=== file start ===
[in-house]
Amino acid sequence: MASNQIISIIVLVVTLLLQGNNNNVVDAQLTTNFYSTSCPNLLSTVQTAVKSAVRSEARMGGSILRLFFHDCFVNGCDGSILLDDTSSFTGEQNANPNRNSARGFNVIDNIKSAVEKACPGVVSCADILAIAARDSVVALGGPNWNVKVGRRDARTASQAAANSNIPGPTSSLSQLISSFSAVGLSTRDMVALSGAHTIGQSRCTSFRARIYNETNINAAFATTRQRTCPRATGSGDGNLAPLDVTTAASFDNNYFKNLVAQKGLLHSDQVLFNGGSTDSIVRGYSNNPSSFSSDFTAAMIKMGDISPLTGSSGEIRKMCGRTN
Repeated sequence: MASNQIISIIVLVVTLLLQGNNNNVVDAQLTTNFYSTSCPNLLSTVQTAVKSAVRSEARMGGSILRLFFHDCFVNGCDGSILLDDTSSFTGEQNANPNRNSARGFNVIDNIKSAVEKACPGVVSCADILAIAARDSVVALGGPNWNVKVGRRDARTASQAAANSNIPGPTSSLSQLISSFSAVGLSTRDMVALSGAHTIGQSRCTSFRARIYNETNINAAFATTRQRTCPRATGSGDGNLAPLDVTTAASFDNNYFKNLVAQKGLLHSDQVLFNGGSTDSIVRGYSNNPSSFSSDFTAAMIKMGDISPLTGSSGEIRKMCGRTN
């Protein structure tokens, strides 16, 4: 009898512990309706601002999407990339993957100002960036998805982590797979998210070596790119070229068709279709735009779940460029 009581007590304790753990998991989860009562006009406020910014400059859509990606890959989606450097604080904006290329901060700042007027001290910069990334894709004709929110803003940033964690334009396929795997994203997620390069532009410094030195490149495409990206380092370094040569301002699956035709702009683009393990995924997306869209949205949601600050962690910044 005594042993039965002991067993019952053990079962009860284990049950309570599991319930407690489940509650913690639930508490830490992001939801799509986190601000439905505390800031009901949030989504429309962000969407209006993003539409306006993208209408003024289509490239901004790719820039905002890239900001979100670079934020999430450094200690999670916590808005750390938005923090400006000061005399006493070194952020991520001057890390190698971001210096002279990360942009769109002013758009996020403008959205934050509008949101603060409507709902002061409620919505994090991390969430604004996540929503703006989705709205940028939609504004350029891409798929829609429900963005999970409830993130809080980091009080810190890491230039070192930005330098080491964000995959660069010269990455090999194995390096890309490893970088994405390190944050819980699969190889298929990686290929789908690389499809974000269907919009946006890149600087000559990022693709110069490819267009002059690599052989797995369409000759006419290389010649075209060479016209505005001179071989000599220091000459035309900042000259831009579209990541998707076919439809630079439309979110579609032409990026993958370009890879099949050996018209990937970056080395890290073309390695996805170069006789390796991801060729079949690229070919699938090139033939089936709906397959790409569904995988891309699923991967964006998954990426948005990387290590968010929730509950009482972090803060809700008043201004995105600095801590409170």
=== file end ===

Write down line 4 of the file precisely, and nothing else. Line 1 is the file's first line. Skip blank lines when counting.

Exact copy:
């Protein structure tokens, strides 16, 4: 009898512990309706601002999407990339993957100002960036998805982590797979998210070596790119070229068709279709735009779940460029 009581007590304790753990998991989860009562006009406020910014400059859509990606890959989606450097604080904006290329901060700042007027001290910069990334894709004709929110803003940033964690334009396929795997994203997620390069532009410094030195490149495409990206380092370094040569301002699956035709702009683009393990995924997306869209949205949601600050962690910044 005594042993039965002991067993019952053990079962009860284990049950309570599991319930407690489940509650913690639930508490830490992001939801799509986190601000439905505390800031009901949030989504429309962000969407209006993003539409306006993208209408003024289509490239901004790719820039905002890239900001979100670079934020999430450094200690999670916590808005750390938005923090400006000061005399006493070194952020991520001057890390190698971001210096002279990360942009769109002013758009996020403008959205934050509008949101603060409507709902002061409620919505994090991390969430604004996540929503703006989705709205940028939609504004350029891409798929829609429900963005999970409830993130809080980091009080810190890491230039070192930005330098080491964000995959660069010269990455090999194995390096890309490893970088994405390190944050819980699969190889298929990686290929789908690389499809974000269907919009946006890149600087000559990022693709110069490819267009002059690599052989797995369409000759006419290389010649075209060479016209505005001179071989000599220091000459035309900042000259831009579209990541998707076919439809630079439309979110579609032409990026993958370009890879099949050996018209990937970056080395890290073309390695996805170069006789390796991801060729079949690229070919699938090139033939089936709906397959790409569904995988891309699923991967964006998954990426948005990387290590968010929730509950009482972090803060809700008043201004995105600095801590409170």